Mark looked at 'em, and in his dry deadpan manner says, "Well, 50 miles that way to Seward, or 50 miles that way to Soldotna. Why what's the problem?"

    The other kid then walks forward and sticks out his thumb - it is completely skewered by a coho fly...straight through the middle, meaty part of his thumb.

    Both Mark and I said in unison..."Ewww....that's gotta hurt!".

    The kid starts to turn a bit red, then bursts out crying...."Yeah it does."

    About that time, the first guy takes hold of the kid and starts pulling him towards the door..."Guess we better get driving...50 miles, huh?"

    xxxxxx
    Bare with me, I have a second story.

    Down fishing at the Funny River campground with my buddy Rodney. It's his first ever day in Alaska, and we're slaying reds pretty good. An chatty old-timer is fishing next to us. He hooks up with a big old buck and it gives him quite a tussle. As he starts backing it into the bank his hook pops out. So the guy starts walking back out into his spot to start flipping again.

    Next thing we hear from this guy is "Oops."

    We look over and as the guy tries to flip his fly back into the water, it becomes apparent that his coho fly has embedded itself in the side of his right check. Needless to say, his latest attempt to cast his fly has probably only made a "sticky" situation worse.

    Everyone in line, stops casting for a moment, all eyes fixed on "Don" as he attempts to pop the fly out of the flesh of his face. After a few seconds of struggling, he gives up, and turns to the guy next to him - a big burly ex-cop from the lower 48, and asks the guy - "Hey, can you pull this fly out with your pliers?"

    The big ex-cop grabs his pliers and walks over to Don. He sticks his pliers up to Don's face and just as he's about to grab hold of the fly, he has second thoughts, "No, I don't think that would be a very good idea...it's in there pretty deep." Instead, he just cuts the leader off of the fly.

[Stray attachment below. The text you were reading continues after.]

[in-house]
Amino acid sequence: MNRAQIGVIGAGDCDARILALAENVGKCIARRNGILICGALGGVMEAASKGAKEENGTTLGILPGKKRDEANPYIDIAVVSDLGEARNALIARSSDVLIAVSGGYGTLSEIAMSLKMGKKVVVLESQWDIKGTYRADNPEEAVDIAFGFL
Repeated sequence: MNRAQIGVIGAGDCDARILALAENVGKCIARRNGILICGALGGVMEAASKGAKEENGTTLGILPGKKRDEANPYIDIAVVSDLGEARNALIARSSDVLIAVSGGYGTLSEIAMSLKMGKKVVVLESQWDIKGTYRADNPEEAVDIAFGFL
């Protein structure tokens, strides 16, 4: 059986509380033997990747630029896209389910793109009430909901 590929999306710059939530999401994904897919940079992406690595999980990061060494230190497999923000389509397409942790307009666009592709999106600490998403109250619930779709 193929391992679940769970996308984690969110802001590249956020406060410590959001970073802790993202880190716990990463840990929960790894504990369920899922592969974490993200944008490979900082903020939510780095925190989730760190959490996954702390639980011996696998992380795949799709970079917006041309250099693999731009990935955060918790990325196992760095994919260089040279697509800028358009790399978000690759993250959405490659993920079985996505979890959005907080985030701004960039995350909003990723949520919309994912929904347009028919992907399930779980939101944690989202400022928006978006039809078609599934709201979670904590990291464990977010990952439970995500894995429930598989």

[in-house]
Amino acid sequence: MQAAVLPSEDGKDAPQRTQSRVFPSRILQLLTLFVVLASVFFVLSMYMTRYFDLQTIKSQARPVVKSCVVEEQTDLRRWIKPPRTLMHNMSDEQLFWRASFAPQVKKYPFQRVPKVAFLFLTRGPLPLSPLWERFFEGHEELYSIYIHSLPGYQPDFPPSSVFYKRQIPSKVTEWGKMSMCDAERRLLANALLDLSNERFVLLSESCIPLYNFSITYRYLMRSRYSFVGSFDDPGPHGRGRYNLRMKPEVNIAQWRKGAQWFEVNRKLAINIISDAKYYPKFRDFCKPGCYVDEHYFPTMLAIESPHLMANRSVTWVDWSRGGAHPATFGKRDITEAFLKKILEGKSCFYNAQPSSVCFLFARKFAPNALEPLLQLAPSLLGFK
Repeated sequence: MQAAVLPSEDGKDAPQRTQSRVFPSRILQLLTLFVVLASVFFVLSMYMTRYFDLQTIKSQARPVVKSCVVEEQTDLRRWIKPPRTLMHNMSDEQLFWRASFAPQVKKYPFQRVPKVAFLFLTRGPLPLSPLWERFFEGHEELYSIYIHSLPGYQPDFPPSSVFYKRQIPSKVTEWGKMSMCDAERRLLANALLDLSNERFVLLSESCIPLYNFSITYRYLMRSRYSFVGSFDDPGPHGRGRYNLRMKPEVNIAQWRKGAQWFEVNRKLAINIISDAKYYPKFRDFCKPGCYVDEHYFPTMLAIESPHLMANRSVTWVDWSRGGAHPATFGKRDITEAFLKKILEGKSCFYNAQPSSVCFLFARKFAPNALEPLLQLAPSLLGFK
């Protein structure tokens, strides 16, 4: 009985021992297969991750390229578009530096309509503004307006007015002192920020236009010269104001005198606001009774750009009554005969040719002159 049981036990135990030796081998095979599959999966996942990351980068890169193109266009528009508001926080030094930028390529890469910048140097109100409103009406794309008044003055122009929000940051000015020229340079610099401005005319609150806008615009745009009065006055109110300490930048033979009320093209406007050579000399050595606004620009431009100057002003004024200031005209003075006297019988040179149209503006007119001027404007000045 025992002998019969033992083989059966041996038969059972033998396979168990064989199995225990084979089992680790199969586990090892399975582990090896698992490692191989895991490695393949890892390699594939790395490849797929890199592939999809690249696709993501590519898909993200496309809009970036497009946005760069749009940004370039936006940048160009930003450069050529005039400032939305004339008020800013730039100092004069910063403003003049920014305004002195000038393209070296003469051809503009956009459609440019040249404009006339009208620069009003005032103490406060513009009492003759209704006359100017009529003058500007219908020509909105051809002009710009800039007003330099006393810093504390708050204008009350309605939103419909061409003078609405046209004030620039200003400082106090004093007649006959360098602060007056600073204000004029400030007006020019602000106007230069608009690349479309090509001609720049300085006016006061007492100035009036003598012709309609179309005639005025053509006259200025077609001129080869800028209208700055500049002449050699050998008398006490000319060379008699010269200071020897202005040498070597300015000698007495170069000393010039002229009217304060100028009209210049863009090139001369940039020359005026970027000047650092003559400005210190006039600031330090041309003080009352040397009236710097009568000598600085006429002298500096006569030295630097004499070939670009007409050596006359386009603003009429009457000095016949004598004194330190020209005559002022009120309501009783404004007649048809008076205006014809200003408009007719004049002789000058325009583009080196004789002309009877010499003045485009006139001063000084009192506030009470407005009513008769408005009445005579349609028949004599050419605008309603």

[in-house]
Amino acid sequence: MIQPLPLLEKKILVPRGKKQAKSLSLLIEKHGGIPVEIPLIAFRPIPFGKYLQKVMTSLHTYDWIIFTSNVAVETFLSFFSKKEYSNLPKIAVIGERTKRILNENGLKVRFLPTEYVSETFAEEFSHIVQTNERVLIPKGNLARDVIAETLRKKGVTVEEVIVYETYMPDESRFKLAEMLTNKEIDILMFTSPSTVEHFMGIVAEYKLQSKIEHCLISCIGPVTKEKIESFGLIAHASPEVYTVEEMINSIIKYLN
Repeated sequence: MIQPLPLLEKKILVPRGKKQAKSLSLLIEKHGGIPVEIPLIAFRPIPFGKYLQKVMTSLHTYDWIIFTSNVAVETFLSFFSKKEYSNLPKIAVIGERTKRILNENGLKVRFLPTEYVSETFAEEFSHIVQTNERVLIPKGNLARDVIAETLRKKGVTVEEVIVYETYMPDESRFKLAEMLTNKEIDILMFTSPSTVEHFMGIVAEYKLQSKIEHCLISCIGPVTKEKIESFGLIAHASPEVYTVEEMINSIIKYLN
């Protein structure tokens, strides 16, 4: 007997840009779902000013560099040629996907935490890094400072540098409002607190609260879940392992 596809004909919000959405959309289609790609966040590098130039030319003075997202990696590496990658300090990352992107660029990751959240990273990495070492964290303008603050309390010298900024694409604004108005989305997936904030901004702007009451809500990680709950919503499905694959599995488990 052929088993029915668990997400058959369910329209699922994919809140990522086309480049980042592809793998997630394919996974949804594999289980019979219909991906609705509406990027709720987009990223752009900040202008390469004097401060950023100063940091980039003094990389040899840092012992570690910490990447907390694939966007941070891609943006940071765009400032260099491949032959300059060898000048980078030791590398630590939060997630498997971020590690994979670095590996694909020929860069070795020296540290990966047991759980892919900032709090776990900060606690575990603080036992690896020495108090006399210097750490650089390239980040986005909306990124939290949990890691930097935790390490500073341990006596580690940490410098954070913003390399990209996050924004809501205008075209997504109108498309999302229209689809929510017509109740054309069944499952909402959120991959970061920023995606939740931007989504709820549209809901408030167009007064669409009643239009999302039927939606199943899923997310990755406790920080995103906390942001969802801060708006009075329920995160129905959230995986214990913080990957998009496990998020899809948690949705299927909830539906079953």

With that Don walks over to the bank and sets his rod down in the grass. Then he makes an announcement, "Well, fellas...guess I'll be off to the hospital for awhile. See ya in two hours." With that, Don packs up his stuff and off he goes.

    The rest of us go back to fishing, and as you know with sockeye fishing, hours go by in what seems like minutes. Well, sure enough, about two hours later, we hear Don shouting from the top of the bank, "Hey, guys, I'm back." He comes plopping down into the water and then commences to tell us all about his adventure - "You'll never guess what they did at the hospital - before they took out my fly, they took my picture and put it up on the bulletin board. Did you know that I'm the 35th guy they've removed a fly from this year?"

    xxxxxxxxxxxxx

    Anyways, combat fishing can be fun, but I guess you gotta be careful as well. That kinda stuff is funny unless it happens to you or someone you know. I almost knocked out my two front teeth on Ship Creek one day, so I should know.

  9. #9
    Member AKBassking's Avatar
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    Default mmmm Don't fish?

    OK that isn't going to happen. You can rent a boat out of Whittier and go snag Reds, troll for silvers and if you are very lucky catch a butt! Look at our sponsor for this forum.

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  10. #10
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    Default

    On the russian I had my own hook go through my ear. I even had my coat hood up (it was raining) and it went through the coat, then my ear, and back out the coat. I did just what that old timer did. I tried to flip, and found out real fast I was hooked. Folks around me were giving advice and watching to see what I'd go. I just pulled it a little to make sure the barb was through and clipped it off, and took out the hook. Limited out an hour later.

    Funnys story but goes to show you that you'd better wear eye protection combat fishing or not. (It wasn't very crowded at the river that night so I had 10 feet to myself and still got hooked).